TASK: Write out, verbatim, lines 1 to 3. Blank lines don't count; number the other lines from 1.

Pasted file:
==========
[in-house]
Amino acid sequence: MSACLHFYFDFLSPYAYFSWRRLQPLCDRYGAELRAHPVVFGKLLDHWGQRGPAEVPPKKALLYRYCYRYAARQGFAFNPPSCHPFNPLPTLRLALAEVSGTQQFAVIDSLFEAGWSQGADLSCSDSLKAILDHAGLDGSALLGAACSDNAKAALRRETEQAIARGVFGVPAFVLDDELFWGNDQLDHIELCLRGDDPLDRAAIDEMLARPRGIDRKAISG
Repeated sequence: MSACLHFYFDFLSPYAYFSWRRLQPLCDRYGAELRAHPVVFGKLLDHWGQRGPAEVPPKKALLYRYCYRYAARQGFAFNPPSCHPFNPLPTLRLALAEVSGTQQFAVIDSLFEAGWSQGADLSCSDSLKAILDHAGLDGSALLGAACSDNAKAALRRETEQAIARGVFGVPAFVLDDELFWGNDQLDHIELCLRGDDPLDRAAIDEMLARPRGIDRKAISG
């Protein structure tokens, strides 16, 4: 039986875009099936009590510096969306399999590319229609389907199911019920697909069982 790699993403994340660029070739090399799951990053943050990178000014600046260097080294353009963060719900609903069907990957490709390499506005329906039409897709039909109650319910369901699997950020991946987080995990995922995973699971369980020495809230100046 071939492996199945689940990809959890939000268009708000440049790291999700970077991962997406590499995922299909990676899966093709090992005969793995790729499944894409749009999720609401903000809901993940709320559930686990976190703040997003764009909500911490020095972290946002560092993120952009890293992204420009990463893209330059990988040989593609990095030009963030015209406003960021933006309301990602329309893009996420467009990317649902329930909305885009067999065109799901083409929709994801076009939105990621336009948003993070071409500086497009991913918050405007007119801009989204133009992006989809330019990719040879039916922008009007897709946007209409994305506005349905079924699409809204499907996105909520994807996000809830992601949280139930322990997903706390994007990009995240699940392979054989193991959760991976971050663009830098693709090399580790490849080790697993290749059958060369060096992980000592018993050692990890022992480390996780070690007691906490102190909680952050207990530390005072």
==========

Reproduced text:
[in-house]
Amino acid sequence: MSACLHFYFDFLSPYAYFSWRRLQPLCDRYGAELRAHPVVFGKLLDHWGQRGPAEVPPKKALLYRYCYRYAARQGFAFNPPSCHPFNPLPTLRLALAEVSGTQQFAVIDSLFEAGWSQGADLSCSDSLKAILDHAGLDGSALLGAACSDNAKAALRRETEQAIARGVFGVPAFVLDDELFWGNDQLDHIELCLRGDDPLDRAAIDEMLARPRGIDRKAISG
Repeated sequence: MSACLHFYFDFLSPYAYFSWRRLQPLCDRYGAELRAHPVVFGKLLDHWGQRGPAEVPPKKALLYRYCYRYAARQGFAFNPPSCHPFNPLPTLRLALAEVSGTQQFAVIDSLFEAGWSQGADLSCSDSLKAILDHAGLDGSALLGAACSDNAKAALRRETEQAIARGVFGVPAFVLDDELFWGNDQLDHIELCLRGDDPLDRAAIDEMLARPRGIDRKAISG